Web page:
Life can be complicated. And that is why it's not always easy to determine the paternity of a child. So what should you do if the man you thought was the father of your child and who has been paying your child support has taken a DNA test that has proven he is not the father? Are you stuck with raising your child on your own income? Or is it possible to have the person you believe to be the real father help you with your child's expenses? And how should you go about proving that this man is actually the biological father?
Determining the Paternity of Your Child
If you have an idea who the biological father of your child may be, you -- or even your child -- could file a paternity suit. Additionally, a man who believes that he is the father of your child can also file a paternity suit. If a judge believes that your case has merit, he will order that blood tests be done. A DNA test will then be performed to determine if the man you believe to be the actual biological father is a match to your child. These types of tests are becoming more common today. In fact, according to the New York Times, the number of paternity tests taken for court purposes jumped 64 percent in a recent ten-year period.
But Should You Do It?
There are some cases where you might want to think carefully about filing a paternity suit. For example, you may not want to file a paternity suit if:
- You don't want the man in question involved in the raising of your child. If the man is determined to be the biological father, he could file for visitation or custody of your child. And if things take a nasty turn down the road, he could even file and win sole custody of your child by proving that you are an unfit mother.
- The man is somebody who could endanger you or your child. If the man has a history of violence or a criminal past, it may be dangerous to invite this person into your child's life.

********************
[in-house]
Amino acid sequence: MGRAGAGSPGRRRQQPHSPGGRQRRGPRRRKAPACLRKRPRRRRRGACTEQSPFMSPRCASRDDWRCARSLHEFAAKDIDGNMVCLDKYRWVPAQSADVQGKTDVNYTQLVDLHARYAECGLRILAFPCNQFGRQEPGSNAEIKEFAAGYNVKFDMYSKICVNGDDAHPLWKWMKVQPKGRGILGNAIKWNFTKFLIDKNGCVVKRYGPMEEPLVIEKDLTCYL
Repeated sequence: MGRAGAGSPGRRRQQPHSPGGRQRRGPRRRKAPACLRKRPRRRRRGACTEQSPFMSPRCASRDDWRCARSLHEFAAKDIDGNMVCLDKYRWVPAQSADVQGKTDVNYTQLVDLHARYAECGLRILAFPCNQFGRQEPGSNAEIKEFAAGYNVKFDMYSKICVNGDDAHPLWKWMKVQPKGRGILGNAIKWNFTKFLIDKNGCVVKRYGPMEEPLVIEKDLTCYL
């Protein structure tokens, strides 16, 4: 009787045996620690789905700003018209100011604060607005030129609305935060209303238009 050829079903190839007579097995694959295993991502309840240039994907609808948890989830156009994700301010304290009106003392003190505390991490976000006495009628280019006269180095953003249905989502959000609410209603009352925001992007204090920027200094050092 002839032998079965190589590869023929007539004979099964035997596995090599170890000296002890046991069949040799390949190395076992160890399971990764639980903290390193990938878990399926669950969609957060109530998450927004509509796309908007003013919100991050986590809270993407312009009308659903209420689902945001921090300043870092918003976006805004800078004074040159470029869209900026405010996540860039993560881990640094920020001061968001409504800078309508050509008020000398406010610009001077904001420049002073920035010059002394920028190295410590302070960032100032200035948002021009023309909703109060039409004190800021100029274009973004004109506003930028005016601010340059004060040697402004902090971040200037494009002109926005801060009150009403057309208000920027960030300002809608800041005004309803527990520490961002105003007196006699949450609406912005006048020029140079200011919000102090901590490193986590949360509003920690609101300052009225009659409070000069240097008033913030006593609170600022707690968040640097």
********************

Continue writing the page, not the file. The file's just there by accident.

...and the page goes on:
The Results Are In
If you do decide to have a DNA test taken, hopefully, the tests will prove your suspicions are correct and that the man is the biological father of your child. And you may even be lucky enough to have the man step up to the situation and want to take part in your child's life and even help you with the cost of raising your child. But there is always a chance that the man may not want anything to do with your child. Perhaps, for example, he is married and already has a family. What should you do next?
Hire a Lawyer
Unfortunately, there are times when the man in a paternity suit won't rise to the occasion. If so, it would be in your best interest to hire a lawyer who is experienced in complicated child support cases, as the biological father could fight you for custody or about the amount of money he should pay in child support. For example, if your case gets very complicated, your lawyer may have to:
- Take depositions of witnesses. If, for example, the father fights for sole custody of your child, alleging that you may be an unfit parent, your lawyer may have to find witnesses who can prove otherwise.
- Prove the income of the father. This can be difficult if the father is self-employed or has a sketchy work history.
- Establish a visitation schedule. In the event the biological father does win shared child custody, you and he will need to work out a visitation schedule that will include holidays and vacations.
Once all the dust is settled and you've established paternity and possibly even a visitation schedule for your child and the alleged father, hopefully, they will be able to move on to establish a loving and meaningful relationship.